These special schedules of the 1890 census were transferred to the National Archives in 1943.  At the time of transfer, almost all of the schedules for the states of Alabama through Kansas and about half of the schedules for Kentucky were missing and seem to have been destroyed.  These lost schedules may have been destroyed by the 1921 fire but there is no documentation to back up this theory.

On the original 1890 census population schedules, Question #2 asked "Whether a soldier, sailor, or marine during the civil war (U.S. or Conf), or widow of such person."  If the veteran or widow answered "yes" and was of Union service, the census taker would fill out the veterans schedule.

These schedules can be an important tool for SOME as an 1890 census substitute especially if your ancestor was a Union veteran AND lived in the areas where these schedules survived.  Don't overlook the 1890 Special Census of Veterans and Widows just because your ancestor was a Confederate soldier.  Sometimes they are listed anyway as census takers were not always uniform in their methods of taking the census.  Some Confederates were listed anyway and some lied in hopes of getting the Union veterans pension.  Whatever the reason, many Confederate veterans and widows got listed in these unique census schedules.  It is worthwhile to take a look at them .... just in case.


Search: 1890 Veterans Schedules at Ancestry - Images and Index of the 1890 Schedules of Veterans and Widows which did survive the warehouse fire.

Free Download:  1890 Veterans and Widows Census Form to record your 1890 census data from the Veterans and Widows Schedules.

Questions asked on the 1890 US Federal Census

Search: 1890 Federal Census Fragments at Ancestry - These are the actual images of the 1890 census fragments which did survive the warehouse fire.

Free Download:  1890 Census Form to record your 1890 census data.

Bridging the 1890 Census Gap

See 1890 census form headers - This is what the actual form looks like that was used to record the 1900 census.

Which States Were Originally Included in 1890 Census Records? (49 states)

Alabama, Arizona, Arkansas, California, Colorado, Connecticut, Delaware, District of Columbia, Florida, Georgia, Idaho, Illinois, Indiana, Iowa, Kansas, Kentucky, Louisiana, Maine, Maryland, Massachusetts, Michigan, Minnesota, Mississippi, Missouri, Montana, Nebraska, Nevada, New Hampshire, New Jersey, New Mexico, New York, North Carolina, North Dakota, Ohio, Oklahoma and Indian Territory, Oregon, Pennsylvania, Rhode Island, South Carolina, South Dakota, Tennessee, Texas, Utah, Vermont, Virginia, Washington, West Virginia, Wisconsin and Wyoming.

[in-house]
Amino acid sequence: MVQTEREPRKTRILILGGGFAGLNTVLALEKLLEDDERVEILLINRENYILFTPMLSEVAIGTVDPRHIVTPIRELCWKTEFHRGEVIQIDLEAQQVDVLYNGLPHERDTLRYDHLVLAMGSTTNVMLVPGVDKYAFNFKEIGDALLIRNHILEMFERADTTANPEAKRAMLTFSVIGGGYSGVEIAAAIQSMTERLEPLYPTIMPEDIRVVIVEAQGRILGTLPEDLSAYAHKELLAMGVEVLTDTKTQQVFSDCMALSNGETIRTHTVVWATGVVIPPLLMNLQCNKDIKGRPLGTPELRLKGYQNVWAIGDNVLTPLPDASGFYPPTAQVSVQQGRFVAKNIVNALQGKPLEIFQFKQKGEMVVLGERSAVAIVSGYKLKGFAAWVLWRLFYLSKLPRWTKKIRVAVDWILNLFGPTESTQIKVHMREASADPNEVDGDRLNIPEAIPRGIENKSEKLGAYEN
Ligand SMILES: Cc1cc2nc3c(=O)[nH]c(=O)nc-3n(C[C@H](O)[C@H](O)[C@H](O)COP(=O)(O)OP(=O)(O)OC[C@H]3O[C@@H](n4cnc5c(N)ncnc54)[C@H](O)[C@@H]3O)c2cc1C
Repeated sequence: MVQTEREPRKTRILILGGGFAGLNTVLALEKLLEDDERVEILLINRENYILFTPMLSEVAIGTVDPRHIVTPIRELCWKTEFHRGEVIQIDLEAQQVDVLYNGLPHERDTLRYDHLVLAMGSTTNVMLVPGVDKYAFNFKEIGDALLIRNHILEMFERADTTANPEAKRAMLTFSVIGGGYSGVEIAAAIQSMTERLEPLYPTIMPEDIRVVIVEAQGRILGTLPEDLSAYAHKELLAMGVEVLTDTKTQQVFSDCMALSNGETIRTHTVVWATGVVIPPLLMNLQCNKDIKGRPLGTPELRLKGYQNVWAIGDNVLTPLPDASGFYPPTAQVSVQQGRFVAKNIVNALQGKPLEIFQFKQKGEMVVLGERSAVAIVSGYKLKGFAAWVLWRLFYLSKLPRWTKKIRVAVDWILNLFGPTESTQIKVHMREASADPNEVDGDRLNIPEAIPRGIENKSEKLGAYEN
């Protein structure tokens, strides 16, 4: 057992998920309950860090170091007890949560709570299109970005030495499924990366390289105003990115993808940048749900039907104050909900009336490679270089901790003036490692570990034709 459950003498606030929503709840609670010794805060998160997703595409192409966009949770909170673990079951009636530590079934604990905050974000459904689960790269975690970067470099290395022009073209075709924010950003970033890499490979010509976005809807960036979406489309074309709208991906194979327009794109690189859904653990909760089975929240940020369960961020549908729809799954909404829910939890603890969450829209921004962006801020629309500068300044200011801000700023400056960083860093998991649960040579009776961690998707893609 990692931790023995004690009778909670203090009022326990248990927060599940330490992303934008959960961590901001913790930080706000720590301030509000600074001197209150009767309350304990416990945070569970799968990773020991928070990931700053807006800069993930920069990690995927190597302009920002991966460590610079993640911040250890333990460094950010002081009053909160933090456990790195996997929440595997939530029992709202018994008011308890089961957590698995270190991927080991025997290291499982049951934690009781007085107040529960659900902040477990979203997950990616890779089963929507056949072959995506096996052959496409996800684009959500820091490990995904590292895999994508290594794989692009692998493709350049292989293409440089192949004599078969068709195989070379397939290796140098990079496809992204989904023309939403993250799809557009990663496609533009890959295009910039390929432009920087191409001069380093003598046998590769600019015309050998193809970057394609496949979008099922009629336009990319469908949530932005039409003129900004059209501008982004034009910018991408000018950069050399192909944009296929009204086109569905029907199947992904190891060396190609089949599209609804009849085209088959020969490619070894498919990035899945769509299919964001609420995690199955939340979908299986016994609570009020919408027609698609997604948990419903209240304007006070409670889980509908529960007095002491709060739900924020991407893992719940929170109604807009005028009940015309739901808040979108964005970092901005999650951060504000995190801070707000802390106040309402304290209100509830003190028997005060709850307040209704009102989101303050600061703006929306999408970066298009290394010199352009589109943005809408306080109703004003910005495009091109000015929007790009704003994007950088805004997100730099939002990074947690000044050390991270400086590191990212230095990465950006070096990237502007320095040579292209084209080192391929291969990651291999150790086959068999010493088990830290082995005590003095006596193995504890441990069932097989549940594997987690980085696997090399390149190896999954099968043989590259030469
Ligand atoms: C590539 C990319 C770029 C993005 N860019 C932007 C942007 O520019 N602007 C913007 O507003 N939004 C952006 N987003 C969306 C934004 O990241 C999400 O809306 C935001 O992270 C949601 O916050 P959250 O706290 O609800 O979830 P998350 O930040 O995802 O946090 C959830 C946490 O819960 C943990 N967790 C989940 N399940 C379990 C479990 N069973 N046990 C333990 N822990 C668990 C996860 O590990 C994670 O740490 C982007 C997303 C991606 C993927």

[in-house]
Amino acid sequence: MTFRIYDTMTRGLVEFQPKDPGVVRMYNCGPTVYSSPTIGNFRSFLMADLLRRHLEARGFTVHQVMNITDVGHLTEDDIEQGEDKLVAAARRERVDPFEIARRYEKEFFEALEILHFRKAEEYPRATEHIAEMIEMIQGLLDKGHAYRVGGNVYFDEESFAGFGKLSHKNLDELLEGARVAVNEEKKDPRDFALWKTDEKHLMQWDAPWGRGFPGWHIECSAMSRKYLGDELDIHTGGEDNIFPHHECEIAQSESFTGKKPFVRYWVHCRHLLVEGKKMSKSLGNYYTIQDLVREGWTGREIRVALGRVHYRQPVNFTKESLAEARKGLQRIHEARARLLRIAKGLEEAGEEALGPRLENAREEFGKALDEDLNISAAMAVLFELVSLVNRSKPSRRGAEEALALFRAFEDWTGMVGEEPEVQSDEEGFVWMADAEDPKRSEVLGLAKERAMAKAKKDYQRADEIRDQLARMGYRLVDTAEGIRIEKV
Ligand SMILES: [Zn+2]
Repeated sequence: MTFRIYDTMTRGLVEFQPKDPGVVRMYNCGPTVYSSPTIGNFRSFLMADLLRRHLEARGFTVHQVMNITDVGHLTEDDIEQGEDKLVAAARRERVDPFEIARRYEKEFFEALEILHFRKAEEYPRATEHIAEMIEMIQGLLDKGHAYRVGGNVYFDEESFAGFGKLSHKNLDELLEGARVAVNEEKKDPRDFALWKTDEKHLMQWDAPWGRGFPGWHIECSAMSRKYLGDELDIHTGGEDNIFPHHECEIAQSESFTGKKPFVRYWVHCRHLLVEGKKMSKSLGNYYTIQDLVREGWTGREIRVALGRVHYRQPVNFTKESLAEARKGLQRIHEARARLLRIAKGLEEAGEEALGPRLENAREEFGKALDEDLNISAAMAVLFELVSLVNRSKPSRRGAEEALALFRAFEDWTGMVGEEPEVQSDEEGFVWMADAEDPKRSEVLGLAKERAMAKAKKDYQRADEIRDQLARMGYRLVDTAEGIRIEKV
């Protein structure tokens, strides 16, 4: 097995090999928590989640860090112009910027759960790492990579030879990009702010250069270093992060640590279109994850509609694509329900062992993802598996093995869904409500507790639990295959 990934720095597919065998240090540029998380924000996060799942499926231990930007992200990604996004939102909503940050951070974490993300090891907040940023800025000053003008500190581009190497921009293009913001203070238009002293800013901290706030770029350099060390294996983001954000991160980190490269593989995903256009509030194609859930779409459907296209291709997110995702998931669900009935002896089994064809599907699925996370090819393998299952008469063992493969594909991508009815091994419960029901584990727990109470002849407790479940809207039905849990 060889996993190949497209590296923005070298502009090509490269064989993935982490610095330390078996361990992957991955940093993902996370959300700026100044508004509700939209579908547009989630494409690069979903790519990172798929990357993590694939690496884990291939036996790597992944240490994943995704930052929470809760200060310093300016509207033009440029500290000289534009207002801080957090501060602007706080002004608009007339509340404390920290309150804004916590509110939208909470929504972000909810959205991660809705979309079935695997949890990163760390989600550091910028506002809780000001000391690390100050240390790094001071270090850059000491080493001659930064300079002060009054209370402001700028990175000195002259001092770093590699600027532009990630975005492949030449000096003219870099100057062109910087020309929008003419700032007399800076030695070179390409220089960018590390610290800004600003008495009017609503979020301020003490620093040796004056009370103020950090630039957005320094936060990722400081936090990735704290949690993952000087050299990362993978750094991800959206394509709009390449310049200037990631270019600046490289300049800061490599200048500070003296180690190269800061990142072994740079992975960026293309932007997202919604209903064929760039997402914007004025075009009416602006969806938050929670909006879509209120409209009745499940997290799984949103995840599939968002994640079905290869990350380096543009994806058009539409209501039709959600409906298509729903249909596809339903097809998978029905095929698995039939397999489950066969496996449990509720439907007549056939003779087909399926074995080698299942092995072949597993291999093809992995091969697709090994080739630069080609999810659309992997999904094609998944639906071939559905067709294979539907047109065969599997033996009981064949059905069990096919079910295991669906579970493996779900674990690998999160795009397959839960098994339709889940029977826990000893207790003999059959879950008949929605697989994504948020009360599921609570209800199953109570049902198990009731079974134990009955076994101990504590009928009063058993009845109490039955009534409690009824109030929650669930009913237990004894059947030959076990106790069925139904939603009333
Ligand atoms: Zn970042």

Where Can 1890 US Census Data be found?

1. Census Finder Census Directory - This is our own directory of free census records which can be found online.  Our directory is categorized by state and county and we have attempted to list every census index, census transcription, and even census images which can be found online. 

To access the directory, Choose a State: Alabama Census, Alaska Census, Arizona Census, Arkansas Census, California Census, Colorado Census, Connecticut Census, Delaware Census, District of Columbia Census, Florida Census, Georgia Census, Hawaii Census, Idaho Census, Illinois Census, Indiana Census, Iowa Census, Kansas Census, Kentucky Census, Louisiana Census, Maine Census, Maryland CensusMassachusetts Census, Michigan Census, Minnesota Census, Mississippi Census, Missouri Census, Montana Census, Nebraska Census, Nevada Census, New Hampshire Census, New Jersey Census, New Mexico Census, New York Census, North Carolina Census, North Dakota Census, Ohio Census, Oklahoma Census, Oregon Census, Pennsylvania Census, Rhode Island Census, South Carolina Census, South Dakota Census, Tennessee Census, Texas Census, Utah Census, Vermont Census, Virginia Census, Washington Census, West Virginia Census, Wisconsin Census, Wyoming Census


2. Ancestry.com Census Records   Ancestry.com has completed the database of all US census records 1790-1940.  This is the greatest tool for genealogy research in the United States to be found online and it does include the surviving 1890 census fragments.


3. National Archives and Records Administration (NARA)  The archives maintained by the Federal US Government contains all United States Federal census records on microfilm.  They are in the process of placing their census collections online.  On their site, you will find an online catalog of available microfilm and a lot of useful information about what is available for census research.  See Clues in Census Records 1850-1930.


4. FamilySearch.org The LDS (Latter Day Saints) Library in Salt Lake City also maintains the entire set of US Federal census microfilm and these can also be found or ordered for a fee at Family History Libraries located throughout the United States.  You can search for a Family History Library near you using this search.  The LDS Church is also putting many census records and genealogical indexes online and these can be accessed on their site.  Search at FamilySearch.org at Discover Your Family History and you may also view the entire list of LDS online records here.


5. Local libraries will often have history and genealogy departments with a (usually incomplete) collection of microfilm available for research and sometimes they will offer their patrons online subscriptions which can be accessed while at the library.


What questions were asked on the US Census?

Choose a year: 1790 Census Questions, 1800 Census Questions, 1810 Census Questions, 1820 Census Questions, 1830 Census Questions, 1840 Census Questions, 1850 Census Questions, 1860 Census Questions, 1870 Census Questions, 1880 Census Questions, 1890 Census Questions, 1900 Census Questions, 1910 Census Questions, 1920 Census Questions, 1930 Census Questions, 1940 Census Questions